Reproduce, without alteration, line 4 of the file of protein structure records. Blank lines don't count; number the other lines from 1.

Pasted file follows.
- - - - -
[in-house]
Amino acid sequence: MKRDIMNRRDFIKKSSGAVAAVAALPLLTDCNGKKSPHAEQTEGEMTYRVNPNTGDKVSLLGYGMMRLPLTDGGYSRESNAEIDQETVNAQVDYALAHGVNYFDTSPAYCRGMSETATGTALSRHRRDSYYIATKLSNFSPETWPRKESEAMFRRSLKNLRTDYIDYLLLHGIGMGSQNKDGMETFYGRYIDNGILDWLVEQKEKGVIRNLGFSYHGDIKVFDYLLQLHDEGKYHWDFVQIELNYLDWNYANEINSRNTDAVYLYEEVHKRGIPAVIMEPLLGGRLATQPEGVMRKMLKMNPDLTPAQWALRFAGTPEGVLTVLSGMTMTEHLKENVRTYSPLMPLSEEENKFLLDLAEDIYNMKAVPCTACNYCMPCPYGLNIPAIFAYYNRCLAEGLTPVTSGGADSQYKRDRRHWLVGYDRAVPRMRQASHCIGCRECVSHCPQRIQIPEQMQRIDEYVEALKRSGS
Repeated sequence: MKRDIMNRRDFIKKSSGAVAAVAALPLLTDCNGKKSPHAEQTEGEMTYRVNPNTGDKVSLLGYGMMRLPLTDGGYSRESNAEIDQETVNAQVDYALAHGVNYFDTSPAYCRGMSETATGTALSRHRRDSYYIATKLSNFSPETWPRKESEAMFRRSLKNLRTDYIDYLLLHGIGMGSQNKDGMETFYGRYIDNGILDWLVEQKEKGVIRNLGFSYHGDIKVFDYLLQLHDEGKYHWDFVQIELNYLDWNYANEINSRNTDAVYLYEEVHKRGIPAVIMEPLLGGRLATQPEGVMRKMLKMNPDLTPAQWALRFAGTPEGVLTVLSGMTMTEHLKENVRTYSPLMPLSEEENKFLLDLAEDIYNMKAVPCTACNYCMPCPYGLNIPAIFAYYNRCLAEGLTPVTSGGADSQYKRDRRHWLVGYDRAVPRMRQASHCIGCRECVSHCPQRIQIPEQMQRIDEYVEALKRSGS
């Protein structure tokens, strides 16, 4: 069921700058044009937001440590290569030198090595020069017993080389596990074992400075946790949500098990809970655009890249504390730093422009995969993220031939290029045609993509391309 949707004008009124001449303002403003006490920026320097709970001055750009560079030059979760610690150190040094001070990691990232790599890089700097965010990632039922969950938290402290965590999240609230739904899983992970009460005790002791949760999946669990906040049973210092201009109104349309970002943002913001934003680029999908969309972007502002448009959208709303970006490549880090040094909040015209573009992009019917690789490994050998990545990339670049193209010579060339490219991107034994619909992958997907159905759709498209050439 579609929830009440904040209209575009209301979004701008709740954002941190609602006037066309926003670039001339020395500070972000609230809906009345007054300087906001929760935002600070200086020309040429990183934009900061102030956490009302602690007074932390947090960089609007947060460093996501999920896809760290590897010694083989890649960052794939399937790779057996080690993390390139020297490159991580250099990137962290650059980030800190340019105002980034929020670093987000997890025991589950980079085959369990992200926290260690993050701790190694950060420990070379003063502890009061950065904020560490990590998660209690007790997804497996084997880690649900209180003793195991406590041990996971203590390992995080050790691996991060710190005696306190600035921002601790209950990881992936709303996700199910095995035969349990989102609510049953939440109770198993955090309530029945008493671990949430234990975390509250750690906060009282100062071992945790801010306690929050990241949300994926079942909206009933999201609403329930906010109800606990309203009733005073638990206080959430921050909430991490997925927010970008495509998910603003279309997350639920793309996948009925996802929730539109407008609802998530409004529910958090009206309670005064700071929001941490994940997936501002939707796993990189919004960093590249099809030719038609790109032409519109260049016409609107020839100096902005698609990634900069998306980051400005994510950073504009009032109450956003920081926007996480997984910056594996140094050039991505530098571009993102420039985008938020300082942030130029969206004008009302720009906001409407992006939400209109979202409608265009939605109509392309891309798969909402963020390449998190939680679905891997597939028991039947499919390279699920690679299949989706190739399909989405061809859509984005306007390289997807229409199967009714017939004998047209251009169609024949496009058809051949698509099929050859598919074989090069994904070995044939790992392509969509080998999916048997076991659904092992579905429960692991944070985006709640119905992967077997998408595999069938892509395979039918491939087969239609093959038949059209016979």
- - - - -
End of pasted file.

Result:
């Protein structure tokens, strides 16, 4: 069921700058044009937001440590290569030198090595020069017993080389596990074992400075946790949500098990809970655009890249504390730093422009995969993220031939290029045609993509391309 949707004008009124001449303002403003006490920026320097709970001055750009560079030059979760610690150190040094001070990691990232790599890089700097965010990632039922969950938290402290965590999240609230739904899983992970009460005790002791949760999946669990906040049973210092201009109104349309970002943002913001934003680029999908969309972007502002448009959208709303970006490549880090040094909040015209573009992009019917690789490994050998990545990339670049193209010579060339490219991107034994619909992958997907159905759709498209050439 579609929830009440904040209209575009209301979004701008709740954002941190609602006037066309926003670039001339020395500070972000609230809906009345007054300087906001929760935002600070200086020309040429990183934009900061102030956490009302602690007074932390947090960089609007947060460093996501999920896809760290590897010694083989890649960052794939399937790779057996080690993390390139020297490159991580250099990137962290650059980030800190340019105002980034929020670093987000997890025991589950980079085959369990992200926290260690993050701790190694950060420990070379003063502890009061950065904020560490990590998660209690007790997804497996084997880690649900209180003793195991406590041990996971203590390992995080050790691996991060710190005696306190600035921002601790209950990881992936709303996700199910095995035969349990989102609510049953939440109770198993955090309530029945008493671990949430234990975390509250750690906060009282100062071992945790801010306690929050990241949300994926079942909206009933999201609403329930906010109800606990309203009733005073638990206080959430921050909430991490997925927010970008495509998910603003279309997350639920793309996948009925996802929730539109407008609802998530409004529910958090009206309670005064700071929001941490994940997936501002939707796993990189919004960093590249099809030719038609790109032409519109260049016409609107020839100096902005698609990634900069998306980051400005994510950073504009009032109450956003920081926007996480997984910056594996140094050039991505530098571009993102420039985008938020300082942030130029969206004008009302720009906001409407992006939400209109979202409608265009939605109509392309891309798969909402963020390449998190939680679905891997597939028991039947499919390279699920690679299949989706190739399909989405061809859509984005306007390289997807229409199967009714017939004998047209251009169609024949496009058809051949698509099929050859598919074989090069994904070995044939790992392509969509080998999916048997076991659904092992579905429960692991944070985006709640119905992967077997998408595999069938892509395979039918491939087969239609093959038949059209016979």